Still sending your leftovers to a landfill?

 

 

Each year in the United States, nearly 34 million tons of food waste is trucked to landfills. Once there, it quickly decomposes and produces methane, an environmentally harmful greenhouse gas at least 21 times more potent than CO2.

While composting provides one approach to tackling America's food waste management challenge, it isn’t always practical for today’s busy lifestyle.

Enter InSinkErator®. Our food waste disposers provide a convenient and environmentally friendly alternative to transporting leftovers to landfills. Plus, capable wastewater treatment plants can even recycle food scraps into energy and fertilizer.

Durable. Practical. And environmentally responsible. A recent Life Cycle Assessment (LCA) of common ways to dispose of food scraps reported that disposers can help reduce global warming potential vs. landfills and in some cases, can even aid in energy production at the wastewater treatment plant. Click LCA to read more.

 

Keep Food Waste Out of Landfills

Environmental Video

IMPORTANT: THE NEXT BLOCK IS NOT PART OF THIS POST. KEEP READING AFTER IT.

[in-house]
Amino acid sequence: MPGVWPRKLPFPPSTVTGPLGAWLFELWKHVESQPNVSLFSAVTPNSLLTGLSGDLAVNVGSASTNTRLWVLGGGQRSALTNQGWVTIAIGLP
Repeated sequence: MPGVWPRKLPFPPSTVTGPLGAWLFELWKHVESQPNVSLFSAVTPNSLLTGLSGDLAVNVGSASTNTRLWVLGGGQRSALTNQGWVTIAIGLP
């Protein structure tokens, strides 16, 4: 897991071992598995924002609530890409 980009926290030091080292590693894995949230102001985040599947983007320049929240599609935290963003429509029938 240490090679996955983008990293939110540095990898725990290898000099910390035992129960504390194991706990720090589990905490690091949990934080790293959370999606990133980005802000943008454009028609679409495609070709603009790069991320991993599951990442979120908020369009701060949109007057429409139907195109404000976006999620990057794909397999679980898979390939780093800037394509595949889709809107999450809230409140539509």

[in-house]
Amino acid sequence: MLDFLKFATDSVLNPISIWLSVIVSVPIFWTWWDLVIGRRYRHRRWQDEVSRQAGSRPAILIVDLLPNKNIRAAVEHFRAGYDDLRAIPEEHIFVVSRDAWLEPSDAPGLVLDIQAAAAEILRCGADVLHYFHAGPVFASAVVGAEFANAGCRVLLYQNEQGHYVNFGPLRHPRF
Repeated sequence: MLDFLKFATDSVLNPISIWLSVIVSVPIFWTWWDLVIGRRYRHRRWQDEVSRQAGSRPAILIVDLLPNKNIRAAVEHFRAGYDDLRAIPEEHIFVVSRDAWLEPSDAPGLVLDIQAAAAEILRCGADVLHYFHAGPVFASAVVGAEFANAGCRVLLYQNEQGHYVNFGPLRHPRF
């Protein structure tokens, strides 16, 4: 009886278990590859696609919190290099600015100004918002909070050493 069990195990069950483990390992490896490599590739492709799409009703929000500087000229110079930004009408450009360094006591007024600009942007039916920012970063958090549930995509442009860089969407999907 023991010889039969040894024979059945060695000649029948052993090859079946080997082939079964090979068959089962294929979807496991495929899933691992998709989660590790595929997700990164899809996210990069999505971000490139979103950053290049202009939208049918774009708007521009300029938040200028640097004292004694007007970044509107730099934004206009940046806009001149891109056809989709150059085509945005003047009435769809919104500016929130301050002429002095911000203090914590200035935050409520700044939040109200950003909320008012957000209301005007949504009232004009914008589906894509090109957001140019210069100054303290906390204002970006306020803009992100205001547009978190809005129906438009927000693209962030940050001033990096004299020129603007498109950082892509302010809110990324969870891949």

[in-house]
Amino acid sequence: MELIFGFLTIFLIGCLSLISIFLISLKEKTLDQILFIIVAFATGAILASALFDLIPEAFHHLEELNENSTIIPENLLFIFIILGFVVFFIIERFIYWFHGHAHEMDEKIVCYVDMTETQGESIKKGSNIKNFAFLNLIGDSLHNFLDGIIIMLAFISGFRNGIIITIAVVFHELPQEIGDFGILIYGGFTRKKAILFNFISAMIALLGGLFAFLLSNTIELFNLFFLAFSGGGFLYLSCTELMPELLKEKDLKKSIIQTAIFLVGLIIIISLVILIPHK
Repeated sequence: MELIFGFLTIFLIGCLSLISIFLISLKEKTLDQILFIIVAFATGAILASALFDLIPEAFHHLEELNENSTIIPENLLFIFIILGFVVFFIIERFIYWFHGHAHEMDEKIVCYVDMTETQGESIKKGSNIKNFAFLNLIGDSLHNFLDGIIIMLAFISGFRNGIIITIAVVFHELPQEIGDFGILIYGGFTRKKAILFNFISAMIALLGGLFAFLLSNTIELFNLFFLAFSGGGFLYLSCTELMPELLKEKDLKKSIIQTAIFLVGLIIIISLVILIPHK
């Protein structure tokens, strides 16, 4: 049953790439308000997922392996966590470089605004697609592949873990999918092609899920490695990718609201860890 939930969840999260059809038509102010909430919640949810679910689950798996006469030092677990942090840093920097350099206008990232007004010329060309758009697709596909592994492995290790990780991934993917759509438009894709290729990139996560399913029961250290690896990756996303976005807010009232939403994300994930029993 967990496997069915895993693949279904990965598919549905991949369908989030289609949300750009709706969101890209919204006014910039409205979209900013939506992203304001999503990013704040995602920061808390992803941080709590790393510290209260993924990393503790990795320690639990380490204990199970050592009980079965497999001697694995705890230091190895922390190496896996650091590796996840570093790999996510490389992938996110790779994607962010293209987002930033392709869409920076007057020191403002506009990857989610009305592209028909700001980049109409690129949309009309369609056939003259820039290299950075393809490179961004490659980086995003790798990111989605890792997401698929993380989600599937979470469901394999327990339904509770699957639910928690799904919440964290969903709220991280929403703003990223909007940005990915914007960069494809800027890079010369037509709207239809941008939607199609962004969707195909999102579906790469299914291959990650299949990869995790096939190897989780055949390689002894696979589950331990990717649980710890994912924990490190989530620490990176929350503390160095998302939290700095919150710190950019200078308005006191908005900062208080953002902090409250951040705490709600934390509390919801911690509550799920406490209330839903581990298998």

Learn how InSinkErator® disposers play an important role in meeting America’s food waste challenge.

 

 

 Market to Market Activity Book for Kids

One Apple's Incredible Journey - Follow the journey that an apple can take from the tree to the market to the table…and then – incredibly – back to the tree! At the center of this journey is the food waste disposer,  which grinds apple cores, peels and other food waste, sending it all to wastewater treatment plants where it can be processed into things like fertilizer and renewable energy. Click here to view the activity book.

 


How Cities, Universities and Others Are Converting Food Scraps To Sustainable Resources

Massachusetts to Ban Discarding Food Waste in the Trash

Philidephia Pilot Program Will Measure How Green Garbage Disposals Can Be

Popular ScienceJuly's Popular Science demonstrates you don't need tax credits, expensive refineries or even corn fields to transform one abundant and inexpensive resource into renewable energy. That resource? Food waste. Yes, really.  Download PDF